Review: Justice League United: Futures End #1

Justice League United (2014-) - Futures End 001-000JUSTICE LEAGUE UNITED: FUTURES END #1

Jeff LeMire (writer) 
Jed Dougherty (artist)
Gabe Eltaeb (colorist)
32 pg • FC • RATED T
3-D Motion Edition: $3.99 US
2-D Standard Edition: $2.99 US
In the concluding chapter of the epic story that began in this month’s JUSTICE LEAGUE: FUTURES END #1, the armies of Mars rise against the unsuspecting population of Earth – and only the combined might of the Justice League and the Legion of Super-Heroes can stand against them!


Like I’m not going to review a comic featuring a member of the Legion on the cover.

I was surprised to discover that this story is a continuation of another comic, since it reads like it stands alone. It definitely has that going for it, and set “five years in the future,” it lays out all of the mystery that teases a reader, much less a fan. At first glance the Futures End concept seems intriguing enough to get me involved, until I stop to think about it and realize that I read something like this before in Armageddon 2001. Sure, it’s supposed to seem different, but I can’t help but wonder when all of the foreseen changes will be undone or completely ignored.


I get that the point is to shake things up a little bit. It’s also to create a mystery as to what is going to happen. With the inclusion of Dawnstar, it also sets up the storyline starting next month reintroducing the Legion of Super-Heroes. Previously, Dawnstar had been one of seven Legionnaires trapped in DC’s present and not seen since their series ended. She mentions Wildfire and the 31st century, letting us know that she is indeed Dawnstar of the Legion and not a character like her. I just wonder why she doesn’t fly to Mars under her own power, except to facilitate the conversation about Batman and Green Arrow.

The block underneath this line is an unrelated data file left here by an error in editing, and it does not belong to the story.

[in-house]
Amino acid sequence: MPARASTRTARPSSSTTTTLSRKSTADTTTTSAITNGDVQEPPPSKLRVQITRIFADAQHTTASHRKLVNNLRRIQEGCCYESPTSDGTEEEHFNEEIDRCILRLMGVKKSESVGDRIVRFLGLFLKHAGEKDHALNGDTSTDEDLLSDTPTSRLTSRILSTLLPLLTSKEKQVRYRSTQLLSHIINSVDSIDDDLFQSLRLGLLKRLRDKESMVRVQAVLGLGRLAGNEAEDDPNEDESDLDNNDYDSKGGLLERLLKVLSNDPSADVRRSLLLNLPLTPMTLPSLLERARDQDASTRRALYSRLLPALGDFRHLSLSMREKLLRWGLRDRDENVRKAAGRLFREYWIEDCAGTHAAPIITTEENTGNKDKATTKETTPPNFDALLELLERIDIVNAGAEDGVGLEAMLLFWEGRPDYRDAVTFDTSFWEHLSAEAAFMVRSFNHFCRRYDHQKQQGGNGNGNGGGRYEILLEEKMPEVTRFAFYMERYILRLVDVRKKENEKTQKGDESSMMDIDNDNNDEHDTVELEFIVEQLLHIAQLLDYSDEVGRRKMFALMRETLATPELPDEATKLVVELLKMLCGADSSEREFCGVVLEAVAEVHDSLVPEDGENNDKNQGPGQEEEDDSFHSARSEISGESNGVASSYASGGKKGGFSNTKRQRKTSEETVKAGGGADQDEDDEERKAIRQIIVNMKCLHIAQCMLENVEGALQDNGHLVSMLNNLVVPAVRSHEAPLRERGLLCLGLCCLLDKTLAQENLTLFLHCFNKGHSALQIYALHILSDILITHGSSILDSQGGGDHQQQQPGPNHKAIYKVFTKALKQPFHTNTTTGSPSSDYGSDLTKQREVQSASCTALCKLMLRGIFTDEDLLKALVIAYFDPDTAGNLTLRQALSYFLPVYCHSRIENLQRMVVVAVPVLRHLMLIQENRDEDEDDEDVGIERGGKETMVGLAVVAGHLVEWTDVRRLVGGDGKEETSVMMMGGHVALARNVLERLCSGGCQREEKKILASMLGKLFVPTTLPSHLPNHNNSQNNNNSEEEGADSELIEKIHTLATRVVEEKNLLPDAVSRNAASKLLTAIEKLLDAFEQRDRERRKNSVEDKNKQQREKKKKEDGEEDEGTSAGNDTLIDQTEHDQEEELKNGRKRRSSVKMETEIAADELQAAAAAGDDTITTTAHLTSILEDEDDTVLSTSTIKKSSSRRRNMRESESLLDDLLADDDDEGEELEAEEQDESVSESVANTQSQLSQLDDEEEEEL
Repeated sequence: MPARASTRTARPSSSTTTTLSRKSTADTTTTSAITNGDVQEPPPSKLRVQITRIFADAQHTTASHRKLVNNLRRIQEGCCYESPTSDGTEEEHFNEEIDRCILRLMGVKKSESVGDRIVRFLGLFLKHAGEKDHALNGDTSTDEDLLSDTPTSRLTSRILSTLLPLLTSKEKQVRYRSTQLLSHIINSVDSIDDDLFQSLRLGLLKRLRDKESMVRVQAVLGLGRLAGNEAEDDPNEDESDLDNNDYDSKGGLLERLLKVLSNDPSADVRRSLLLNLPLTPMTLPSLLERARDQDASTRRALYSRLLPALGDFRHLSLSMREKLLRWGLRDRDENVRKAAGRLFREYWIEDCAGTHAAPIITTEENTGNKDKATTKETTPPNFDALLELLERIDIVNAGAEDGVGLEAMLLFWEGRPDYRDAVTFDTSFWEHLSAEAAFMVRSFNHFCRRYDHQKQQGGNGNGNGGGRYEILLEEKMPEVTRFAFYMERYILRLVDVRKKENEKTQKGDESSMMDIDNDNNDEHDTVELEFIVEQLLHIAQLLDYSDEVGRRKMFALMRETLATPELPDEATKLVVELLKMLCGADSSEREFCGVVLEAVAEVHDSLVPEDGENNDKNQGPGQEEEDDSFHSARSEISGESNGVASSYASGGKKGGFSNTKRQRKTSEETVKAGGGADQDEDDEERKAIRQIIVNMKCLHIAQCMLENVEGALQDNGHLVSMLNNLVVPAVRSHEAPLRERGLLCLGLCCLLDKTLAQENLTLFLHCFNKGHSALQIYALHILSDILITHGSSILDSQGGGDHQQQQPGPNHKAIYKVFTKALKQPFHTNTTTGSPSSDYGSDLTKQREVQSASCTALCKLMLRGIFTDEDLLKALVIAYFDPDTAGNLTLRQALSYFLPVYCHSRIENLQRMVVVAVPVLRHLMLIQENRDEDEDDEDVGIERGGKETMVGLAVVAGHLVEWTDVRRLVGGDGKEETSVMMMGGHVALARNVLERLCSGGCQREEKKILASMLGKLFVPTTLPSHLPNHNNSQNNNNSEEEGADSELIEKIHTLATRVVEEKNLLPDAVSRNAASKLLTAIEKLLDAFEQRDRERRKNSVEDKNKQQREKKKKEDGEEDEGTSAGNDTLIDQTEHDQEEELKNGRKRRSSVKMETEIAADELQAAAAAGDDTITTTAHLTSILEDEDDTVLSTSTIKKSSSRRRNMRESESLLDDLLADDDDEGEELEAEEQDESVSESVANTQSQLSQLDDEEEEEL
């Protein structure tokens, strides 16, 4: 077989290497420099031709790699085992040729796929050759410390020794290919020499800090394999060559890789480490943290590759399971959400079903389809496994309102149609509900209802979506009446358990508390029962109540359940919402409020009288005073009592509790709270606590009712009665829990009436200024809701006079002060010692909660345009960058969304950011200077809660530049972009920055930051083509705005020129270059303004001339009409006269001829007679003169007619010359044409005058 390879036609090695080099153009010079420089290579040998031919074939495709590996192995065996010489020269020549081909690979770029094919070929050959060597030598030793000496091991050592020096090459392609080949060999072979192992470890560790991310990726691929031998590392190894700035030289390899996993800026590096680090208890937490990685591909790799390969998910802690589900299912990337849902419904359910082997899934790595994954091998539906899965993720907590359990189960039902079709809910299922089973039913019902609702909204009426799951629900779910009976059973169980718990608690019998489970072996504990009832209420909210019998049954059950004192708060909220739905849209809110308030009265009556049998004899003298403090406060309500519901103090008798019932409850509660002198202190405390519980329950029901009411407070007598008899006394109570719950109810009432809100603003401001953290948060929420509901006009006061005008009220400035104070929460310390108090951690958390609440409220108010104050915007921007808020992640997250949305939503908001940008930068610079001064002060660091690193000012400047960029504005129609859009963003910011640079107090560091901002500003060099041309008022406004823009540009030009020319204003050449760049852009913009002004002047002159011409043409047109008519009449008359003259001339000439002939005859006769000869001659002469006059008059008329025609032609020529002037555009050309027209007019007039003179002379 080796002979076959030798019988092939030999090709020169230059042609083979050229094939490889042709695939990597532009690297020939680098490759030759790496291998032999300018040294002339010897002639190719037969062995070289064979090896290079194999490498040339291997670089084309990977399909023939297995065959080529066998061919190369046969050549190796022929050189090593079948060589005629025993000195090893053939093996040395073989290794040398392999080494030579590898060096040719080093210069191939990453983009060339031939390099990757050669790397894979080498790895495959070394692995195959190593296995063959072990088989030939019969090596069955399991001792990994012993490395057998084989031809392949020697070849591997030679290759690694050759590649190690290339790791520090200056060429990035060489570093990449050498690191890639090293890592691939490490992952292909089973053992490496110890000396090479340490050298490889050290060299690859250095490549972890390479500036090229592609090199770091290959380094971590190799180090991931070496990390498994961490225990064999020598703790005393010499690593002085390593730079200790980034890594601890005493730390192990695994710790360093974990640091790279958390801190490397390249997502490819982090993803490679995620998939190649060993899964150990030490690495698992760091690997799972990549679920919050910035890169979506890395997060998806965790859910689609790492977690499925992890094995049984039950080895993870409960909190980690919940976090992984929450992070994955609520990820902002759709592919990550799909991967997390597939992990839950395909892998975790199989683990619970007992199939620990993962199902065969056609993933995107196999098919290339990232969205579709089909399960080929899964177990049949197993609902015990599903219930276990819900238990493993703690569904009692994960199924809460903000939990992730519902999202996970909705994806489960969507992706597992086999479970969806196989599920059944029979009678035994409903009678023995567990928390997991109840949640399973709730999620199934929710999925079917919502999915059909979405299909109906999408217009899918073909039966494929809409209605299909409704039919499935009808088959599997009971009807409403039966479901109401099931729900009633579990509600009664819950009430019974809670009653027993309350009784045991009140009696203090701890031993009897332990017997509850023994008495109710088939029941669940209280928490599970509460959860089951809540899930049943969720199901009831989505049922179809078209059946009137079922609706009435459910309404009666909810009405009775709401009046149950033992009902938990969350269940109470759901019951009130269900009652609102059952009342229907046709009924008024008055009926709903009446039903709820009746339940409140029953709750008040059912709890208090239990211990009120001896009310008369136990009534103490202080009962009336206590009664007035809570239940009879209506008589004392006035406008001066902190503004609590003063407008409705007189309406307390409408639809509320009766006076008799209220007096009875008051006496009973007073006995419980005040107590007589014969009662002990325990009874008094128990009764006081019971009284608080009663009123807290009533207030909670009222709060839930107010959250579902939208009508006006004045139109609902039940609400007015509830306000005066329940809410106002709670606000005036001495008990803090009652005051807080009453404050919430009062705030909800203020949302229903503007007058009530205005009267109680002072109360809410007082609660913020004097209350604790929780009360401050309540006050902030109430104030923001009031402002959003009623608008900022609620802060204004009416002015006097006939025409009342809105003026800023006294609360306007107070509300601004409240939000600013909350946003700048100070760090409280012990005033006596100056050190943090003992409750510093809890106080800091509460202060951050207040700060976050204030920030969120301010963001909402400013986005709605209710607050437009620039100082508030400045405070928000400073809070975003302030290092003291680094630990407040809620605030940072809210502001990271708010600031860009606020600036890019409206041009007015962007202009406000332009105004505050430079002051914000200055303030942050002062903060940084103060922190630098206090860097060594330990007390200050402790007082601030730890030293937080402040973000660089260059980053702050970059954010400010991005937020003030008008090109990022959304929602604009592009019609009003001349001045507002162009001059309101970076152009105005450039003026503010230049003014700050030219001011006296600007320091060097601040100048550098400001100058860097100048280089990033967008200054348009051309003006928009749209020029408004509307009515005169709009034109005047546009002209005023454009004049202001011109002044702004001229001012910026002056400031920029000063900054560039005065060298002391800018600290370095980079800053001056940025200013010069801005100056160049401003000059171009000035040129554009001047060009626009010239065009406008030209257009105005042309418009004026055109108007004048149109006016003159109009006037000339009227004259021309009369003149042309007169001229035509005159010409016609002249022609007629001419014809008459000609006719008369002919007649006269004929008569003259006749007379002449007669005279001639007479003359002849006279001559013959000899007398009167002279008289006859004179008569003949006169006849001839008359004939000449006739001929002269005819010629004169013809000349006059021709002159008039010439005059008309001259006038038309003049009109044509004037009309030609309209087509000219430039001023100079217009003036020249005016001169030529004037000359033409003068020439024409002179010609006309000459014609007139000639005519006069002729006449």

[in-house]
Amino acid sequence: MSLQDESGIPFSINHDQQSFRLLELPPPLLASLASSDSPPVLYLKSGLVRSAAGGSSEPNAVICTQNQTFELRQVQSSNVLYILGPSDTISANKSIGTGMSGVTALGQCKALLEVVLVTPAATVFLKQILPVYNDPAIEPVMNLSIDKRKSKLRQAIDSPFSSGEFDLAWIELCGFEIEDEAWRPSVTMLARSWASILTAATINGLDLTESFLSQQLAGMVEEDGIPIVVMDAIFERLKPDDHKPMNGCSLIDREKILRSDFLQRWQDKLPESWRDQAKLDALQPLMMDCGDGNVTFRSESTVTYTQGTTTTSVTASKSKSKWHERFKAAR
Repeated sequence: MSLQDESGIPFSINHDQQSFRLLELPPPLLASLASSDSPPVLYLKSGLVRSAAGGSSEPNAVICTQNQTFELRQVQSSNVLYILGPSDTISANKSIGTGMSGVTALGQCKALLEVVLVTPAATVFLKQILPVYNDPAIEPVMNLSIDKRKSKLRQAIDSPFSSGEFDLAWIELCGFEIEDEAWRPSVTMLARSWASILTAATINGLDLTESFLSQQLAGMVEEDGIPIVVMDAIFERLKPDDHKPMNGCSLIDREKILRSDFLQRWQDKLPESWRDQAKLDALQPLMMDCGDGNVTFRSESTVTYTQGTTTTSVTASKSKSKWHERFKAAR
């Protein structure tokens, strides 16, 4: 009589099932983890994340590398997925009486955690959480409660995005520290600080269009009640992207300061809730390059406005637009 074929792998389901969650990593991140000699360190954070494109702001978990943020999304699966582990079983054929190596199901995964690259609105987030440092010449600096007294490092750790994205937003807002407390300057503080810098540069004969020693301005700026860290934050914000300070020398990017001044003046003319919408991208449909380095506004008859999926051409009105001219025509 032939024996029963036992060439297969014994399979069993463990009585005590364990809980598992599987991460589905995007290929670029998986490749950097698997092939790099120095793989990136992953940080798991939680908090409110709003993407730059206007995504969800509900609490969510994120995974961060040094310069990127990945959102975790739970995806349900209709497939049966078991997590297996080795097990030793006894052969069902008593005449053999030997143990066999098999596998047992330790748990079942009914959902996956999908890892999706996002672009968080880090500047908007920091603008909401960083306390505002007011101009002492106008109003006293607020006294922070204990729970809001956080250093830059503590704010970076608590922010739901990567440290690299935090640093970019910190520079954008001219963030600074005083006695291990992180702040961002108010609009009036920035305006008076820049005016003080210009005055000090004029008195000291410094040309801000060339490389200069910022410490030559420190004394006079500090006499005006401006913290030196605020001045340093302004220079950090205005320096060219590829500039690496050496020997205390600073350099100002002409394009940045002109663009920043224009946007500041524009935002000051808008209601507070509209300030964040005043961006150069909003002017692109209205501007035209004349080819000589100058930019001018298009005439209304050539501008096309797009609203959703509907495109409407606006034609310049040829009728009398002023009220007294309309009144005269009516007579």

The artwork looks a little muddy at times, but overall it seems consistent, except for times when the likenesses don’t seem quite on target. At least Dawnstar’s nose is drawn correctly, which lesser artists seem to get wrong going for a stock “button” nose. The battle scene seemed confusing, requiring most of my concentration to plot out in my head, and seemed unimportant to the real story of finding Martian Manhunter and revealing the real orchestrator of the escape attempt. That falls more on Jeff Lemire, whose responsibility is to take a plot like that and not make it seem like a video game scenario.

Essentially, It starts off well, but dissolves in quality as the issue goes on. I’m going to buy it because I’m a collector of the Legion, but if it’s representative of Futures End, I don’t want any more to do with it, and this copy will sit in a box.